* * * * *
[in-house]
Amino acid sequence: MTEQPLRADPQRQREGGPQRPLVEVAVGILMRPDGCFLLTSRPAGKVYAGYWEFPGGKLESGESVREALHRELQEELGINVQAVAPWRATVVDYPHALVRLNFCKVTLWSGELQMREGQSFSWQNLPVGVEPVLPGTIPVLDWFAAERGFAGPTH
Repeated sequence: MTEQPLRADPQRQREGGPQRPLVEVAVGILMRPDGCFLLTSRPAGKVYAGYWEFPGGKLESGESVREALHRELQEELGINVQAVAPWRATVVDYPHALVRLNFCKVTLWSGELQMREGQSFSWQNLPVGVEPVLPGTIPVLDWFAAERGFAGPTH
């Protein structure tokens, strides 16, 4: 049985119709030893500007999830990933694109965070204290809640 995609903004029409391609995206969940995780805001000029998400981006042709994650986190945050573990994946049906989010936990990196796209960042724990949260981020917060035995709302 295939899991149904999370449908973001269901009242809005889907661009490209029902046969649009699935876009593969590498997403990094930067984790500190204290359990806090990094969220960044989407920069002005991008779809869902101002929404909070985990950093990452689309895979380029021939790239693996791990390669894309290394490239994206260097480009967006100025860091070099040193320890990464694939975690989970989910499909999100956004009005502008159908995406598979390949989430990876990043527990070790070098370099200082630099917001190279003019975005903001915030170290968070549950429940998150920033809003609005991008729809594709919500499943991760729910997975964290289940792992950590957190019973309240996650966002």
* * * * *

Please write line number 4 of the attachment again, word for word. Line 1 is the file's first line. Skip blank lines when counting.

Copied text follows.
């Protein structure tokens, strides 16, 4: 049985119709030893500007999830990933694109965070204290809640 995609903004029409391609995206969940995780805001000029998400981006042709994650986190945050573990994946049906989010936990990196796209960042724990949260981020917060035995709302 295939899991149904999370449908973001269901009242809005889907661009490209029902046969649009699935876009593969590498997403990094930067984790500190204290359990806090990094969220960044989407920069002005991008779809869902101002929404909070985990950093990452689309895979380029021939790239693996791990390669894309290394490239994206260097480009967006100025860091070099040193320890990464694939975690989970989910499909999100956004009005502008159908995406598979390949989430990876990043527990070790070098370099200082630099917001190279003019975005903001915030170290968070549950429940998150920033809003609005991008729809594709919500499943991760729910997975964290289940792992950590957190019973309240996650966002």